anyone who looked or sounded Chinese an oddity at best, at worst a threat.
With testimony from the FBI, historians, and victims, the film recounts how
thousands of Chinese Americans across the country-many of them U.S.
citizens-were systematically spied on, interrogated, jailed, and often
deported by government agencies, all in the name of national security and
Racial humor is "used a lot of times just to demonize certain people," says
documentary director Amy Chen. "They're rendered despicable, and it's
possible to persecute them."
The butt of the joke gets isolated, shoved under a spotlight, and ridiculed
for being different. A vulnerable place to be, especially at times of
heightened international tensions when the U.S.'s very virility hangs in the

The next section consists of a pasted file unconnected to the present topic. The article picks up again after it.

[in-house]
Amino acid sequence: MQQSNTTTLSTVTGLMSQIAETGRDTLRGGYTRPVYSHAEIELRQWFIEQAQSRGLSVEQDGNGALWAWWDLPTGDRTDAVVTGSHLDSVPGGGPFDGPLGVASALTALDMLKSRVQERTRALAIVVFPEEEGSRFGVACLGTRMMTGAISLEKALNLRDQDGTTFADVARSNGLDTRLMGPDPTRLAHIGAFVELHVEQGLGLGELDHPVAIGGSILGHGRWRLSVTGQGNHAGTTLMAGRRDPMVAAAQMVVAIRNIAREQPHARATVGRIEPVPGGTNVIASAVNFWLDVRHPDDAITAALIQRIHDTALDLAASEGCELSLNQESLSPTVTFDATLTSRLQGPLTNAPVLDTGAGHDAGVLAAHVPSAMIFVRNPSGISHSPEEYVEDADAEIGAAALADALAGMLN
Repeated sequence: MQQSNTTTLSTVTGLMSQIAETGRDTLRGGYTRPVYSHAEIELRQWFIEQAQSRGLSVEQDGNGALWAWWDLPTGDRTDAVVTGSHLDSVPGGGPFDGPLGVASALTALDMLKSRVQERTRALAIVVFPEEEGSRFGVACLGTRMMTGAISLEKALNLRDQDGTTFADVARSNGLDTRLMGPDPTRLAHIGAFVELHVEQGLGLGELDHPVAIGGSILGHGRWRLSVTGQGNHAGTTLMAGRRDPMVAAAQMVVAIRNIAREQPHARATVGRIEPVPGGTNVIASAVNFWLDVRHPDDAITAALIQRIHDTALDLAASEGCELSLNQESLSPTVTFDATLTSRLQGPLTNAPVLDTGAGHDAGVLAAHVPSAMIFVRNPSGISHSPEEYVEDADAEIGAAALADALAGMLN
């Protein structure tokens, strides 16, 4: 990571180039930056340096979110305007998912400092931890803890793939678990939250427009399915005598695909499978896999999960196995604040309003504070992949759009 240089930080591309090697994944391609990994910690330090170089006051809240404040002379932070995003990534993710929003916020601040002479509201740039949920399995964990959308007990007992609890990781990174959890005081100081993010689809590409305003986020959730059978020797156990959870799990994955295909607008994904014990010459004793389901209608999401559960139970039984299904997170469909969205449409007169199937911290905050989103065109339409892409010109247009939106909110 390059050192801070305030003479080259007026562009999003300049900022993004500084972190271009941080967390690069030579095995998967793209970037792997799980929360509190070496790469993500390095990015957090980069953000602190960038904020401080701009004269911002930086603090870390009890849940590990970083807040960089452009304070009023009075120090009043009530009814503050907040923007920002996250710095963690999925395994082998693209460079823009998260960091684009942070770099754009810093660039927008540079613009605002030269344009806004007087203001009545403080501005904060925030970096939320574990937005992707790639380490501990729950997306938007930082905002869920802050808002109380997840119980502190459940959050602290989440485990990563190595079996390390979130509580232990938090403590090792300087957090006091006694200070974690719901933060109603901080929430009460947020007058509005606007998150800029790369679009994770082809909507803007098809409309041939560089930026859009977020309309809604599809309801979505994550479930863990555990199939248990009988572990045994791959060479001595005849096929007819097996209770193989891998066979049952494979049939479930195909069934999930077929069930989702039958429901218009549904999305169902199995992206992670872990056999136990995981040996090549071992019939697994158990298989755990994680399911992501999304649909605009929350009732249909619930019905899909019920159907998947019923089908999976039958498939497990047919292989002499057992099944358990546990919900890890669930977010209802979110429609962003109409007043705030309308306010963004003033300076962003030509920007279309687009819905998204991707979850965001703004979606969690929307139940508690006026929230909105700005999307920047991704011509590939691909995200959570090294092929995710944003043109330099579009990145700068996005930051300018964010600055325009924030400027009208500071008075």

balance. (Much, incidentally, has been made in the news of China's need to
save face. There's less heard about the scramble in this, the land of
cowboys, football, and Rocky, to preserve another anatomical part.)
Those who dismiss the notion that a silly spy plane standoff could set off a
xenophobic explosion don't realize there's much more at stake than
"Asian Americans are becoming the sacrificial lamb to secure the U.S.'s
position as the superpower of the world," declares Sin Yen Ling of the Asian
American Legal Defense and Education Fund. "They are positioned as the
domestic threat-foreign, unassimilable, loyal to the motherland." Fanning
the flames of anti-Asian suspicion, she suggests, is a way not only to boost
patriotism among the masses but also to divert attention from such gaping